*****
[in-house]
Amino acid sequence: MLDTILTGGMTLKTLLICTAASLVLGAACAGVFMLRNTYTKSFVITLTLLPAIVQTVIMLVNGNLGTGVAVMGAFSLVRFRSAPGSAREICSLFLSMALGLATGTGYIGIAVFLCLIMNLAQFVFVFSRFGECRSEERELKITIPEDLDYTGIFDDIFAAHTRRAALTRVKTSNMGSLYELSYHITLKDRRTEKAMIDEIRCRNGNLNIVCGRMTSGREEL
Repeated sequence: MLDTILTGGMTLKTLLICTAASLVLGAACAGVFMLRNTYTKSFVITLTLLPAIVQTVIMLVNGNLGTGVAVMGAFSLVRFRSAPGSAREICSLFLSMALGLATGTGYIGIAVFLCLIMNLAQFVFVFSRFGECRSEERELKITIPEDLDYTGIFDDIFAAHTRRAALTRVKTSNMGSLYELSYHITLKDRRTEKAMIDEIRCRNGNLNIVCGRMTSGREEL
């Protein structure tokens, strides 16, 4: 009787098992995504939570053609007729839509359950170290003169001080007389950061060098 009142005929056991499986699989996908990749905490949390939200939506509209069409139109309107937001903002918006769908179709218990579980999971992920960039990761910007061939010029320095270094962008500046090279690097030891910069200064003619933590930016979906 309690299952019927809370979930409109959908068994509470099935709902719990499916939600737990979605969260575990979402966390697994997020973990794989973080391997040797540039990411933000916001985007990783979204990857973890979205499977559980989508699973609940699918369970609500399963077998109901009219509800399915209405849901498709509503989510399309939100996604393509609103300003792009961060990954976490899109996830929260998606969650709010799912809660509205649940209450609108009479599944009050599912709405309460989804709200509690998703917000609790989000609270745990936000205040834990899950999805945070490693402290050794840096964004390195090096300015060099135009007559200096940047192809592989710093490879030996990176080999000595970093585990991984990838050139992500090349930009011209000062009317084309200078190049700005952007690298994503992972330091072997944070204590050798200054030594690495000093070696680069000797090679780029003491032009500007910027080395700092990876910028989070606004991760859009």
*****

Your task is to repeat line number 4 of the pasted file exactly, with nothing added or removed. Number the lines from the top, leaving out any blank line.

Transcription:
């Protein structure tokens, strides 16, 4: 009787098992995504939570053609007729839509359950170290003169001080007389950061060098 009142005929056991499986699989996908990749905490949390939200939506509209069409139109309107937001903002918006769908179709218990579980999971992920960039990761910007061939010029320095270094962008500046090279690097030891910069200064003619933590930016979906 309690299952019927809370979930409109959908068994509470099935709902719990499916939600737990979605969260575990979402966390697994997020973990794989973080391997040797540039990411933000916001985007990783979204990857973890979205499977559980989508699973609940699918369970609500399963077998109901009219509800399915209405849901498709509503989510399309939100996604393509609103300003792009961060990954976490899109996830929260998606969650709010799912809660509205649940209450609108009479599944009050599912709405309460989804709200509690998703917000609790989000609270745990936000205040834990899950999805945070490693402290050794840096964004390195090096300015060099135009007559200096940047192809592989710093490879030996990176080999000595970093585990991984990838050139992500090349930009011209000062009317084309200078190049700005952007690298994503992972330091072997944070204590050798200054030594690495000093070696680069000797090679780029003491032009500007910027080395700092990876910028989070606004991760859009």